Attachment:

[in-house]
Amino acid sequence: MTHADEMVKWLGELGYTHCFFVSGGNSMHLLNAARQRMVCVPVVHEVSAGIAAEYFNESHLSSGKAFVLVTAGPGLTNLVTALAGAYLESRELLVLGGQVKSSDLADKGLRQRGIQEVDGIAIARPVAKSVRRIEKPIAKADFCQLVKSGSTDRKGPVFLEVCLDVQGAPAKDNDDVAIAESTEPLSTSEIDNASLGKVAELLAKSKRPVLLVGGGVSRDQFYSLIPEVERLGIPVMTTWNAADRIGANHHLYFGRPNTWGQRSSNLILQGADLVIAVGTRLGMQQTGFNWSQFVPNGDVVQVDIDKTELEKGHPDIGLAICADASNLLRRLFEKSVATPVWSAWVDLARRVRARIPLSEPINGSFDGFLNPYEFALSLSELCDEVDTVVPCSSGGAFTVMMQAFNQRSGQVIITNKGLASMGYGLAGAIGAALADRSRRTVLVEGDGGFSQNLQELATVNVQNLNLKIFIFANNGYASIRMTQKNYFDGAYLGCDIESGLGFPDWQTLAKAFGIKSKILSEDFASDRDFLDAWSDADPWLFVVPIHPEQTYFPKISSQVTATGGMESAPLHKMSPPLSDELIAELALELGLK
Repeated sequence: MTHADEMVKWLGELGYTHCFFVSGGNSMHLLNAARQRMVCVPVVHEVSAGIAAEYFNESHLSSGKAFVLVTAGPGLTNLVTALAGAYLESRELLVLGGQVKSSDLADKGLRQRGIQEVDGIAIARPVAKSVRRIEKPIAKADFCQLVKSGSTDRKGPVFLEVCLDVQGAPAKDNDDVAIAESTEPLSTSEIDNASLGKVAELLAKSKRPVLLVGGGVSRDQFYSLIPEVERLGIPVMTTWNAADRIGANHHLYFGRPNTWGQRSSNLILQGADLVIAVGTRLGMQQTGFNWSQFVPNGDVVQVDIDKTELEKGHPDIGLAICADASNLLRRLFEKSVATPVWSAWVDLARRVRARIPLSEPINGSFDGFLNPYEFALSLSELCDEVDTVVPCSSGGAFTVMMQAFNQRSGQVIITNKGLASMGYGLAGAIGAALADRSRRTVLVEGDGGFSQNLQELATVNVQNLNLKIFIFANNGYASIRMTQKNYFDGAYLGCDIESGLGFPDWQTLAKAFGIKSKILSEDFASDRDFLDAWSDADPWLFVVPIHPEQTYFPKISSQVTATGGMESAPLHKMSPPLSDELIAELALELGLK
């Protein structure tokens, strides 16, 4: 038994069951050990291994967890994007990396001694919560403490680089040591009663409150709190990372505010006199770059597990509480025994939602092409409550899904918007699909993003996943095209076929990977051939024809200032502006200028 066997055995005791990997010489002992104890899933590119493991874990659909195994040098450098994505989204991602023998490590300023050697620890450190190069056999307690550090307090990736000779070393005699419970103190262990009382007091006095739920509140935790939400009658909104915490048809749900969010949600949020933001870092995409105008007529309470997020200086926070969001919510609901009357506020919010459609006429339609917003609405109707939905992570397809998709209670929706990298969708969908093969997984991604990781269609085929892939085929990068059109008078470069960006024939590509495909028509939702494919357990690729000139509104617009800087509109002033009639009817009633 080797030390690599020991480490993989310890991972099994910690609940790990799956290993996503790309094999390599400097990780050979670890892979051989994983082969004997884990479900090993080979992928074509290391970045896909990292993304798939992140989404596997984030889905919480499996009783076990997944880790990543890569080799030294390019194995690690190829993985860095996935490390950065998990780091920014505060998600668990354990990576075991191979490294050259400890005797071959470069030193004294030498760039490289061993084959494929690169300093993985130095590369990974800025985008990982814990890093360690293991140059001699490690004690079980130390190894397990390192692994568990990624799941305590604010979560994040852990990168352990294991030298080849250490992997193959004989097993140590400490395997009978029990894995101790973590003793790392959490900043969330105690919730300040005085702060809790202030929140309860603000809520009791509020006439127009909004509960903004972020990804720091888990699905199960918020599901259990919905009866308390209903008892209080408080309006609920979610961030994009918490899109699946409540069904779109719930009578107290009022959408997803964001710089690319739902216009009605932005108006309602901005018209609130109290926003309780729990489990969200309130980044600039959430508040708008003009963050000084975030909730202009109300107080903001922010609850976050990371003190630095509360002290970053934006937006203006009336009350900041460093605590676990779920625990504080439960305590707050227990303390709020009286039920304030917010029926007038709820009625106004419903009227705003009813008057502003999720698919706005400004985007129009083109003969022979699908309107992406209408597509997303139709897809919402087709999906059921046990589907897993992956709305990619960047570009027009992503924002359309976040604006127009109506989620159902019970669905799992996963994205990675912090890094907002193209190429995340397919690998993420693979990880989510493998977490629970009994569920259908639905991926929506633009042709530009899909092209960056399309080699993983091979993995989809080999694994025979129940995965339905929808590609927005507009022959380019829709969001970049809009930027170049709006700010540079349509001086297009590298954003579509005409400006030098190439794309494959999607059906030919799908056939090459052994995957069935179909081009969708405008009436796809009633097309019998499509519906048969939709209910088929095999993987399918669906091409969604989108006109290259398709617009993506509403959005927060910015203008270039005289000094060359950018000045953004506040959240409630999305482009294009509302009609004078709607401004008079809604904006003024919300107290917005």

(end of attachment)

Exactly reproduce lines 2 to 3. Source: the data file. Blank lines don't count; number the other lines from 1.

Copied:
Amino acid sequence: MTHADEMVKWLGELGYTHCFFVSGGNSMHLLNAARQRMVCVPVVHEVSAGIAAEYFNESHLSSGKAFVLVTAGPGLTNLVTALAGAYLESRELLVLGGQVKSSDLADKGLRQRGIQEVDGIAIARPVAKSVRRIEKPIAKADFCQLVKSGSTDRKGPVFLEVCLDVQGAPAKDNDDVAIAESTEPLSTSEIDNASLGKVAELLAKSKRPVLLVGGGVSRDQFYSLIPEVERLGIPVMTTWNAADRIGANHHLYFGRPNTWGQRSSNLILQGADLVIAVGTRLGMQQTGFNWSQFVPNGDVVQVDIDKTELEKGHPDIGLAICADASNLLRRLFEKSVATPVWSAWVDLARRVRARIPLSEPINGSFDGFLNPYEFALSLSELCDEVDTVVPCSSGGAFTVMMQAFNQRSGQVIITNKGLASMGYGLAGAIGAALADRSRRTVLVEGDGGFSQNLQELATVNVQNLNLKIFIFANNGYASIRMTQKNYFDGAYLGCDIESGLGFPDWQTLAKAFGIKSKILSEDFASDRDFLDAWSDADPWLFVVPIHPEQTYFPKISSQVTATGGMESAPLHKMSPPLSDELIAELALELGLK
Repeated sequence: MTHADEMVKWLGELGYTHCFFVSGGNSMHLLNAARQRMVCVPVVHEVSAGIAAEYFNESHLSSGKAFVLVTAGPGLTNLVTALAGAYLESRELLVLGGQVKSSDLADKGLRQRGIQEVDGIAIARPVAKSVRRIEKPIAKADFCQLVKSGSTDRKGPVFLEVCLDVQGAPAKDNDDVAIAESTEPLSTSEIDNASLGKVAELLAKSKRPVLLVGGGVSRDQFYSLIPEVERLGIPVMTTWNAADRIGANHHLYFGRPNTWGQRSSNLILQGADLVIAVGTRLGMQQTGFNWSQFVPNGDVVQVDIDKTELEKGHPDIGLAICADASNLLRRLFEKSVATPVWSAWVDLARRVRARIPLSEPINGSFDGFLNPYEFALSLSELCDEVDTVVPCSSGGAFTVMMQAFNQRSGQVIITNKGLASMGYGLAGAIGAALADRSRRTVLVEGDGGFSQNLQELATVNVQNLNLKIFIFANNGYASIRMTQKNYFDGAYLGCDIESGLGFPDWQTLAKAFGIKSKILSEDFASDRDFLDAWSDADPWLFVVPIHPEQTYFPKISSQVTATGGMESAPLHKMSPPLSDELIAELALELGLK